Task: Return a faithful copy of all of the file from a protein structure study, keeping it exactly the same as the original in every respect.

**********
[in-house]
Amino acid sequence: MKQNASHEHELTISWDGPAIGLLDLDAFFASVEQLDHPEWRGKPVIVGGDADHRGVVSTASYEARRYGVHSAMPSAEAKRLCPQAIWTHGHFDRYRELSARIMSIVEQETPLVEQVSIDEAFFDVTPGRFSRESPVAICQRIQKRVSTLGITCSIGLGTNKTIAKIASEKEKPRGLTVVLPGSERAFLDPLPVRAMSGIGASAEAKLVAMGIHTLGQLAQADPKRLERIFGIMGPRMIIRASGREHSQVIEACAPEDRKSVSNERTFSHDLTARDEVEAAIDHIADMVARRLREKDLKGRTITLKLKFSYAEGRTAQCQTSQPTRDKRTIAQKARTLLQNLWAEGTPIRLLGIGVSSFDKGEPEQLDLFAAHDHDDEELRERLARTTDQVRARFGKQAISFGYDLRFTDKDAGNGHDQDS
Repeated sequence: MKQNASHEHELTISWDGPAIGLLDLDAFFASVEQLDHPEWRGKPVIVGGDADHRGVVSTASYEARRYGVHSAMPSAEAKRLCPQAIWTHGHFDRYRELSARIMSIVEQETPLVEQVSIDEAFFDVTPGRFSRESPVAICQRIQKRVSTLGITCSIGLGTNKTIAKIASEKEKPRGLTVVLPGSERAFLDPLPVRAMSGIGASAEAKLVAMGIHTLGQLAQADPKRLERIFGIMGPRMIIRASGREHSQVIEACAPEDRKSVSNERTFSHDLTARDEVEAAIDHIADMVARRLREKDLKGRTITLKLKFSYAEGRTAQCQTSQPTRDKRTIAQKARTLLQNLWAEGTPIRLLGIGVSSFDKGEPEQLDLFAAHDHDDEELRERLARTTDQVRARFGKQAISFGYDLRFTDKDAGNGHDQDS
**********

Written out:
[in-house]
Amino acid sequence: MKQNASHEHELTISWDGPAIGLLDLDAFFASVEQLDHPEWRGKPVIVGGDADHRGVVSTASYEARRYGVHSAMPSAEAKRLCPQAIWTHGHFDRYRELSARIMSIVEQETPLVEQVSIDEAFFDVTPGRFSRESPVAICQRIQKRVSTLGITCSIGLGTNKTIAKIASEKEKPRGLTVVLPGSERAFLDPLPVRAMSGIGASAEAKLVAMGIHTLGQLAQADPKRLERIFGIMGPRMIIRASGREHSQVIEACAPEDRKSVSNERTFSHDLTARDEVEAAIDHIADMVARRLREKDLKGRTITLKLKFSYAEGRTAQCQTSQPTRDKRTIAQKARTLLQNLWAEGTPIRLLGIGVSSFDKGEPEQLDLFAAHDHDDEELRERLARTTDQVRARFGKQAISFGYDLRFTDKDAGNGHDQDS
Repeated sequence: MKQNASHEHELTISWDGPAIGLLDLDAFFASVEQLDHPEWRGKPVIVGGDADHRGVVSTASYEARRYGVHSAMPSAEAKRLCPQAIWTHGHFDRYRELSARIMSIVEQETPLVEQVSIDEAFFDVTPGRFSRESPVAICQRIQKRVSTLGITCSIGLGTNKTIAKIASEKEKPRGLTVVLPGSERAFLDPLPVRAMSGIGASAEAKLVAMGIHTLGQLAQADPKRLERIFGIMGPRMIIRASGREHSQVIEACAPEDRKSVSNERTFSHDLTARDEVEAAIDHIADMVARRLREKDLKGRTITLKLKFSYAEGRTAQCQTSQPTRDKRTIAQKARTLLQNLWAEGTPIRLLGIGVSSFDKGEPEQLDLFAAHDHDDEELRERLARTTDQVRARFGKQAISFGYDLRFTDKDAGNGHDQDS